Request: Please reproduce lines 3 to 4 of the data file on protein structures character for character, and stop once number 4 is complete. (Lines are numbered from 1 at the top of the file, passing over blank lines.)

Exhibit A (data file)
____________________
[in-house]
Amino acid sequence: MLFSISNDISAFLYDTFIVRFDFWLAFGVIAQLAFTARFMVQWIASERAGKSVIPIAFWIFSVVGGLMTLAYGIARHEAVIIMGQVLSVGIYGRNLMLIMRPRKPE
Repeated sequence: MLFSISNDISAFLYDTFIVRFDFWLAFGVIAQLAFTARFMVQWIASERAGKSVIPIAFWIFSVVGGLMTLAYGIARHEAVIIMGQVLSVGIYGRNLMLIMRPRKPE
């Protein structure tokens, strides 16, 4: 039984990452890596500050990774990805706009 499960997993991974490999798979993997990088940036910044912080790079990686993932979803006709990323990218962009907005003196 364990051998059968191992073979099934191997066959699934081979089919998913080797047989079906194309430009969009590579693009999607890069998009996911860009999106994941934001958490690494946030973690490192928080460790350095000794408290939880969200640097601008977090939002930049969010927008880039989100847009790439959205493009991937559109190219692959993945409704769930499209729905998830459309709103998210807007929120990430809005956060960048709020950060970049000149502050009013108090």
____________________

Repeated sequence: MLFSISNDISAFLYDTFIVRFDFWLAFGVIAQLAFTARFMVQWIASERAGKSVIPIAFWIFSVVGGLMTLAYGIARHEAVIIMGQVLSVGIYGRNLMLIMRPRKPE
């Protein structure tokens, strides 16, 4: 039984990452890596500050990774990805706009 499960997993991974490999798979993997990088940036910044912080790079990686993932979803006709990323990218962009907005003196 364990051998059968191992073979099934191997066959699934081979089919998913080797047989079906194309430009969009590579693009999607890069998009996911860009999106994941934001958490690494946030973690490192928080460790350095000794408290939880969200640097601008977090939002930049969010927008880039989100847009790439959205493009991937559109190219692959993945409704769930499209729905998830459309709103998210807007929120990430809005956060960048709020950060970049000149502050009013108090």